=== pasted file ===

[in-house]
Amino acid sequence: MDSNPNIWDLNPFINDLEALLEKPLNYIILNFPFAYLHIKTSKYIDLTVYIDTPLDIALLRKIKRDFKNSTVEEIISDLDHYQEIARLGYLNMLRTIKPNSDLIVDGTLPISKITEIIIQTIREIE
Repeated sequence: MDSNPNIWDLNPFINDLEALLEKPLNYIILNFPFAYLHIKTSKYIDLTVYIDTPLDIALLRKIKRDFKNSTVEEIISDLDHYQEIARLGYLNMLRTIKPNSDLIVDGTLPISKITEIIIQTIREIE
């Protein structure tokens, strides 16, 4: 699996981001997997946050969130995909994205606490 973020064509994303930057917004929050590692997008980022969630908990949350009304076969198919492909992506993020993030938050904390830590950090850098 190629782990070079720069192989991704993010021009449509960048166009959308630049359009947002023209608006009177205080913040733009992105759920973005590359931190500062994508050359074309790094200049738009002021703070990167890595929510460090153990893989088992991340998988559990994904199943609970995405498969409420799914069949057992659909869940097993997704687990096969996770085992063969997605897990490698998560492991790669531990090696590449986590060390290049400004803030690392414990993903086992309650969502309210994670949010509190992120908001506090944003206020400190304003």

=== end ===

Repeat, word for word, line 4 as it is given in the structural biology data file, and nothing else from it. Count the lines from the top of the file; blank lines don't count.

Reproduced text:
């Protein structure tokens, strides 16, 4: 699996981001997997946050969130995909994205606490 973020064509994303930057917004929050590692997008980022969630908990949350009304076969198919492909992506993020993030938050904390830590950090850098 190629782990070079720069192989991704993010021009449509960048166009959308630049359009947002023209608006009177205080913040733009992105759920973005590359931190500062994508050359074309790094200049738009002021703070990167890595929510460090153990893989088992991340998988559990994904199943609970995405498969409420799914069949057992659909869940097993997704687990096969996770085992063969997605897990490698998560492991790669531990090696590449986590060390290049400004803030690392414990993903086992309650969502309210994670949010509190992120908001506090944003206020400190304003």